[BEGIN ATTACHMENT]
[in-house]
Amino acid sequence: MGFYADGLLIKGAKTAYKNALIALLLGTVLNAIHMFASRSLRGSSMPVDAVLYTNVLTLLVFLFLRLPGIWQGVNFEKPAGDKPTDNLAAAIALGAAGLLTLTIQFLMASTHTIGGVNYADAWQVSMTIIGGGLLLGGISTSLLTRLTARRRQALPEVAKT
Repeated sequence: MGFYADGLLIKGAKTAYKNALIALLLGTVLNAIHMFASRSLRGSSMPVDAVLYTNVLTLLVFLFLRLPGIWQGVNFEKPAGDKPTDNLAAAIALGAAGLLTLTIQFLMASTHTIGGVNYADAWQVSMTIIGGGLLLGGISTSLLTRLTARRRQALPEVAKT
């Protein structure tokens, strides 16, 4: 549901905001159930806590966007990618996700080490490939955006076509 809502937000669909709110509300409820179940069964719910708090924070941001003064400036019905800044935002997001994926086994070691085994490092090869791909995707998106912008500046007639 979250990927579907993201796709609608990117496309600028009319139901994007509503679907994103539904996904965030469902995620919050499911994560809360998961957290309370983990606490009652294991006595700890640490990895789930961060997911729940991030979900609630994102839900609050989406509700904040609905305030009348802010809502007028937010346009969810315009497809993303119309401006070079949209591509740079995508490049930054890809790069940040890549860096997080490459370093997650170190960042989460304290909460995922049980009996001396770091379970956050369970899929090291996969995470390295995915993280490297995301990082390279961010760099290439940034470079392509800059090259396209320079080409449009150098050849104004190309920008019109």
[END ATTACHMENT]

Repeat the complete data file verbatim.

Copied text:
[in-house]
Amino acid sequence: MGFYADGLLIKGAKTAYKNALIALLLGTVLNAIHMFASRSLRGSSMPVDAVLYTNVLTLLVFLFLRLPGIWQGVNFEKPAGDKPTDNLAAAIALGAAGLLTLTIQFLMASTHTIGGVNYADAWQVSMTIIGGGLLLGGISTSLLTRLTARRRQALPEVAKT
Repeated sequence: MGFYADGLLIKGAKTAYKNALIALLLGTVLNAIHMFASRSLRGSSMPVDAVLYTNVLTLLVFLFLRLPGIWQGVNFEKPAGDKPTDNLAAAIALGAAGLLTLTIQFLMASTHTIGGVNYADAWQVSMTIIGGGLLLGGISTSLLTRLTARRRQALPEVAKT
């Protein structure tokens, strides 16, 4: 549901905001159930806590966007990618996700080490490939955006076509 809502937000669909709110509300409820179940069964719910708090924070941001003064400036019905800044935002997001994926086994070691085994490092090869791909995707998106912008500046007639 979250990927579907993201796709609608990117496309600028009319139901994007509503679907994103539904996904965030469902995620919050499911994560809360998961957290309370983990606490009652294991006595700890640490990895789930961060997911729940991030979900609630994102839900609050989406509700904040609905305030009348802010809502007028937010346009969810315009497809993303119309401006070079949209591509740079995508490049930054890809790069940040890549860096997080490459370093997650170190960042989460304290909460995922049980009996001396770091379970956050369970899929090291996969995470390295995915993280490297995301990082390279961010760099290439940034470079392509800059090259396209320079080409449009150098050849104004190309920008019109």